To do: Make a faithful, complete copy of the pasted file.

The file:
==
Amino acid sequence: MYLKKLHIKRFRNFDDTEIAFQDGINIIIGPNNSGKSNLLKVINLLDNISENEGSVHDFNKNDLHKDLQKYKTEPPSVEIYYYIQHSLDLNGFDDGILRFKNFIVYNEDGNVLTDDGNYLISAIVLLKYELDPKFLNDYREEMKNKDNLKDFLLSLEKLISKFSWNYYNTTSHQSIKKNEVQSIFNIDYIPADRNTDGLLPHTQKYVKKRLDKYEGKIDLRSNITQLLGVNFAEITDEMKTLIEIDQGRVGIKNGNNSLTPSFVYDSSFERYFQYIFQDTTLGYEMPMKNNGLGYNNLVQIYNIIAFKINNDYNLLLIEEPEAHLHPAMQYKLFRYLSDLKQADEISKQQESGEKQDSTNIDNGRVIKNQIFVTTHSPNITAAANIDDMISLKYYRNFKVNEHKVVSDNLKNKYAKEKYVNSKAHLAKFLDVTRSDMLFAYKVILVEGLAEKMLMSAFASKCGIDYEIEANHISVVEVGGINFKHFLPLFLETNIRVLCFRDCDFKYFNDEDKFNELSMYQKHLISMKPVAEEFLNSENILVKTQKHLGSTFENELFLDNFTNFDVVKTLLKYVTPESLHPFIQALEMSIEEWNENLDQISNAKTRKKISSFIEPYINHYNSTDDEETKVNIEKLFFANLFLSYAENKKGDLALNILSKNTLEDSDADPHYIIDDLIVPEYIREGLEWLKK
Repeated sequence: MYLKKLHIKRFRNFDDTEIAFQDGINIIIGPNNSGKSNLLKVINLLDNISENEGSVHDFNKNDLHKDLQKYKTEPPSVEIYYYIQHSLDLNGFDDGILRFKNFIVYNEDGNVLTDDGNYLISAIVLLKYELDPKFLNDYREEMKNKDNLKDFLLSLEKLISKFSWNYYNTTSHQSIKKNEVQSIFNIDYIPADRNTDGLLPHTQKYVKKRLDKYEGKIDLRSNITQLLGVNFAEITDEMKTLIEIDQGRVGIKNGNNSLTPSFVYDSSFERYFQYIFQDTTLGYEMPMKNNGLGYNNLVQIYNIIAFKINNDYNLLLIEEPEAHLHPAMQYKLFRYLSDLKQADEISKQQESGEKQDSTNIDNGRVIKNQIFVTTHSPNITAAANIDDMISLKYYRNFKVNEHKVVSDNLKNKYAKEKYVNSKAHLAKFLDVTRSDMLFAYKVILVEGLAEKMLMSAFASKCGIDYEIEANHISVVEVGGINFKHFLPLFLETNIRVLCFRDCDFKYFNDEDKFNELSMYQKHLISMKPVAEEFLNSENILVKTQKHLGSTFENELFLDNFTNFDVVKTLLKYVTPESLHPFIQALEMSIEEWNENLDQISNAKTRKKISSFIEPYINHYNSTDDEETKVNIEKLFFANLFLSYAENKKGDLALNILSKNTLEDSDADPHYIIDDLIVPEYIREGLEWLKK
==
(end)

Amino acid sequence: MYLKKLHIKRFRNFDDTEIAFQDGINIIIGPNNSGKSNLLKVINLLDNISENEGSVHDFNKNDLHKDLQKYKTEPPSVEIYYYIQHSLDLNGFDDGILRFKNFIVYNEDGNVLTDDGNYLISAIVLLKYELDPKFLNDYREEMKNKDNLKDFLLSLEKLISKFSWNYYNTTSHQSIKKNEVQSIFNIDYIPADRNTDGLLPHTQKYVKKRLDKYEGKIDLRSNITQLLGVNFAEITDEMKTLIEIDQGRVGIKNGNNSLTPSFVYDSSFERYFQYIFQDTTLGYEMPMKNNGLGYNNLVQIYNIIAFKINNDYNLLLIEEPEAHLHPAMQYKLFRYLSDLKQADEISKQQESGEKQDSTNIDNGRVIKNQIFVTTHSPNITAAANIDDMISLKYYRNFKVNEHKVVSDNLKNKYAKEKYVNSKAHLAKFLDVTRSDMLFAYKVILVEGLAEKMLMSAFASKCGIDYEIEANHISVVEVGGINFKHFLPLFLETNIRVLCFRDCDFKYFNDEDKFNELSMYQKHLISMKPVAEEFLNSENILVKTQKHLGSTFENELFLDNFTNFDVVKTLLKYVTPESLHPFIQALEMSIEEWNENLDQISNAKTRKKISSFIEPYINHYNSTDDEETKVNIEKLFFANLFLSYAENKKGDLALNILSKNTLEDSDADPHYIIDDLIVPEYIREGLEWLKK
Repeated sequence: MYLKKLHIKRFRNFDDTEIAFQDGINIIIGPNNSGKSNLLKVINLLDNISENEGSVHDFNKNDLHKDLQKYKTEPPSVEIYYYIQHSLDLNGFDDGILRFKNFIVYNEDGNVLTDDGNYLISAIVLLKYELDPKFLNDYREEMKNKDNLKDFLLSLEKLISKFSWNYYNTTSHQSIKKNEVQSIFNIDYIPADRNTDGLLPHTQKYVKKRLDKYEGKIDLRSNITQLLGVNFAEITDEMKTLIEIDQGRVGIKNGNNSLTPSFVYDSSFERYFQYIFQDTTLGYEMPMKNNGLGYNNLVQIYNIIAFKINNDYNLLLIEEPEAHLHPAMQYKLFRYLSDLKQADEISKQQESGEKQDSTNIDNGRVIKNQIFVTTHSPNITAAANIDDMISLKYYRNFKVNEHKVVSDNLKNKYAKEKYVNSKAHLAKFLDVTRSDMLFAYKVILVEGLAEKMLMSAFASKCGIDYEIEANHISVVEVGGINFKHFLPLFLETNIRVLCFRDCDFKYFNDEDKFNELSMYQKHLISMKPVAEEFLNSENILVKTQKHLGSTFENELFLDNFTNFDVVKTLLKYVTPESLHPFIQALEMSIEEWNENLDQISNAKTRKKISSFIEPYINHYNSTDDEETKVNIEKLFFANLFLSYAENKKGDLALNILSKNTLEDSDADPHYIIDDLIVPEYIREGLEWLKK